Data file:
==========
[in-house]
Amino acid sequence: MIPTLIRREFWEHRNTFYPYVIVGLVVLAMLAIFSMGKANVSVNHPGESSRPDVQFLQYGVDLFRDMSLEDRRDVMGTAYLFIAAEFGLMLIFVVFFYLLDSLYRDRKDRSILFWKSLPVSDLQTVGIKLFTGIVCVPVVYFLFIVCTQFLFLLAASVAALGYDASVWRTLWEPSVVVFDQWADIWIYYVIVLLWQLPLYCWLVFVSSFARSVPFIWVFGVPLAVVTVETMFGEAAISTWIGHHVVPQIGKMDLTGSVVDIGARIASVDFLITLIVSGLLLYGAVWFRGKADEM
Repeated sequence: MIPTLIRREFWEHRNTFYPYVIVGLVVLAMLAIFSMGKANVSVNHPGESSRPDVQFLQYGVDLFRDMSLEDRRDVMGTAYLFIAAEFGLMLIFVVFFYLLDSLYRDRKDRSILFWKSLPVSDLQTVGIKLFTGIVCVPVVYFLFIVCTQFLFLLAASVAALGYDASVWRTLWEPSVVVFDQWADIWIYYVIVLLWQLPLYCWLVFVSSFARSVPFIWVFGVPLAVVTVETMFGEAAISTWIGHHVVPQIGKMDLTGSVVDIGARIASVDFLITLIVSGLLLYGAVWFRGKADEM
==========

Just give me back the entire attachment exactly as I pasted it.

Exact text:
[in-house]
Amino acid sequence: MIPTLIRREFWEHRNTFYPYVIVGLVVLAMLAIFSMGKANVSVNHPGESSRPDVQFLQYGVDLFRDMSLEDRRDVMGTAYLFIAAEFGLMLIFVVFFYLLDSLYRDRKDRSILFWKSLPVSDLQTVGIKLFTGIVCVPVVYFLFIVCTQFLFLLAASVAALGYDASVWRTLWEPSVVVFDQWADIWIYYVIVLLWQLPLYCWLVFVSSFARSVPFIWVFGVPLAVVTVETMFGEAAISTWIGHHVVPQIGKMDLTGSVVDIGARIASVDFLITLIVSGLLLYGAVWFRGKADEM
Repeated sequence: MIPTLIRREFWEHRNTFYPYVIVGLVVLAMLAIFSMGKANVSVNHPGESSRPDVQFLQYGVDLFRDMSLEDRRDVMGTAYLFIAAEFGLMLIFVVFFYLLDSLYRDRKDRSILFWKSLPVSDLQTVGIKLFTGIVCVPVVYFLFIVCTQFLFLLAASVAALGYDASVWRTLWEPSVVVFDQWADIWIYYVIVLLWQLPLYCWLVFVSSFARSVPFIWVFGVPLAVVTVETMFGEAAISTWIGHHVVPQIGKMDLTGSVVDIGARIASVDFLITLIVSGLLLYGAVWFRGKADEM